Both these issues can be taken care of if you, Mr. and Ms. Publishing Professionals, would think creatively and take seriously the need for adults to pass on the Truth of God and His love for the world to the next generation.

First, the not knowing. There are plenty of women buying Christian fiction by everyone’s calculation. Why not package a popular author with a children’s book? You could work with an author who is best-selling and might be willing to contribute to this cause. The idea would be to give Popular Best-selling Author’s latest book away for free to everyone who buys brand new children’s book–for a limited time, if you choose.

That’s just one idea, but I can guarantee you, women who love Popular Best-selling Author will buy that children’s book and therefore discover Christian children’s books.

As for price, there are ways to cut costs. Like making the pages of children’s books smaller (that’s already being done by at least one publisher, and if I recalled which one, I’d stand up and applaud).

And of course, cost isn’t really an issue for middle grade or young adult books. Those don’t have the expensive art work or the glossy paper or any of the other high cost elements.

For teen and pre-teens, it’s really a matter of letting readers and their parents know the books are available. So why not do a little bit of old-fashioned promotion? Why not set up an author to speak at schools, selling books along the way? A few fantasy writers have done this, and teen Christian fantasy came into being.

It’s doable, Mr. and Mrs. Publishing Professional. It’s really a matter of whether or not you think it’s important enough to work at it and make it happen.

And here’s a secret. If you invest in this next generation, chances are, they’ll become your customers of the future. And when they do, please work to keep them happy.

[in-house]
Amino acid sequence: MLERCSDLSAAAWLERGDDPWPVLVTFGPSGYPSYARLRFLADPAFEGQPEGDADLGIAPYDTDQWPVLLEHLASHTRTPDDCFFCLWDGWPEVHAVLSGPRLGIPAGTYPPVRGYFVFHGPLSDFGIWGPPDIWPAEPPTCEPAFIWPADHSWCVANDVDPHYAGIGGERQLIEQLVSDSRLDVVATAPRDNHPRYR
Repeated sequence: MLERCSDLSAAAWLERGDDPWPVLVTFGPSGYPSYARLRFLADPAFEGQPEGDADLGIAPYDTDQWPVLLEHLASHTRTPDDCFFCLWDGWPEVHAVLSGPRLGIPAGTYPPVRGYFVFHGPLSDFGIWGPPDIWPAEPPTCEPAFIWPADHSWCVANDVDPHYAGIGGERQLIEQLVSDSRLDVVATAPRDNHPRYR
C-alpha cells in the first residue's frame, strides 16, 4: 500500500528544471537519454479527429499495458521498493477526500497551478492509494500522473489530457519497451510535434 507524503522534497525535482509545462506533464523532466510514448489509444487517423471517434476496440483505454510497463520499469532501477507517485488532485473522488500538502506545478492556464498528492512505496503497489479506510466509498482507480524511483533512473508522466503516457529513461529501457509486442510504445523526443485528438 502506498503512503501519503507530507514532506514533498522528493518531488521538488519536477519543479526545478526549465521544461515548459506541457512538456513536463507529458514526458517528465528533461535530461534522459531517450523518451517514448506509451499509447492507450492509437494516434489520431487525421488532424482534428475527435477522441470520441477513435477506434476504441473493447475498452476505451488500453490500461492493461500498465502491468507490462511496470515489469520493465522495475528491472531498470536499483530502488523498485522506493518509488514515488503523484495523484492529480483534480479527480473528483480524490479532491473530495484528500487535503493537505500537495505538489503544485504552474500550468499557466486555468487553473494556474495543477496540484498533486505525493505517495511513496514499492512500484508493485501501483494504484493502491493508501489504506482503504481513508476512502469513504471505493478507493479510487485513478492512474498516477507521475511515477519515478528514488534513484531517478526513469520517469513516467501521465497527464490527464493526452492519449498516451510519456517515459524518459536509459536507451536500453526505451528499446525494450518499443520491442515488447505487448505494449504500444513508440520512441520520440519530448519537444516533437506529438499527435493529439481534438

1. Amen! I SO agree with you! Some authors (like Colleen Coble and Amanda Flowers) have started children’s series. I’ve reviewed both the mysteries they’ve written for adults as well as their offerings for upper elementary students. We need more entries! These are good starts but we need a lot more, esp. for those upper elementary students.

    I introduced my book clubs to Jerel Law’s SPIRIT FIGHTER — and they loved it, esp. when he came to our school to speak. The Swipe series is good too — and Lisa Bergren, Jill Williamson, and Krista McGee has written some good dystopian series recently. My book clubs are growing — I have 5 this past year (and that’s just in 3 grades!). That’s why as a reviewer, I try to read & review books for those ages. It’s hard to find reviews for them, and that often limits schools and libraries from buying them.

    And that’s my 2 cents . . .


  2. When I was shopping my YA novels, I found nothing but resistance for YA books in the CBA. There were a handful of authors who’d gotten in writing YA fantasy, and the publishers seemed perfectly content sticking with those few. Honestly, they seemed terrified of even being presented with YA manuscripts. I finally just gave up and went with a small press.

    And what you said here is absolutely true: “I just don’t think kids like going to school—no matter what kind of school it is—when they want to play and imagine and get lost in a story.” That is a symptom of writers wanting to dumb down when writing to kids. But kids can pick up on a lot more than they’re given credit for. They don’t need a lecture in story form.


  3. Excellent post, Rebecca. There is certainly a need. It is a great opportunity to minister to young people. Hopefully, writers and publishers will soon fill it. In the meantime, I will be praying.


  4. I totally agree that Christian publishers under-serve kids. When I complained about all the Christian books geared to kids in which the family was broken (divorced, dead parent, kids hating parents) I was told I was living in a fantasy world.

    Hey I just wanted books that were like my family (two parents, no rebelling kids hating mom and dad because they had rules to follow, and good relationships with grandparents) I felt like an odd-ball because I had a whole family. And I wasn’t asking them to stop publishing these books because there is a need for them, but I wanted a little more.

    But to get a response from a person involved in the publishing world like that when you’re a teen reader shows that some publishers don’t care what the reader wants.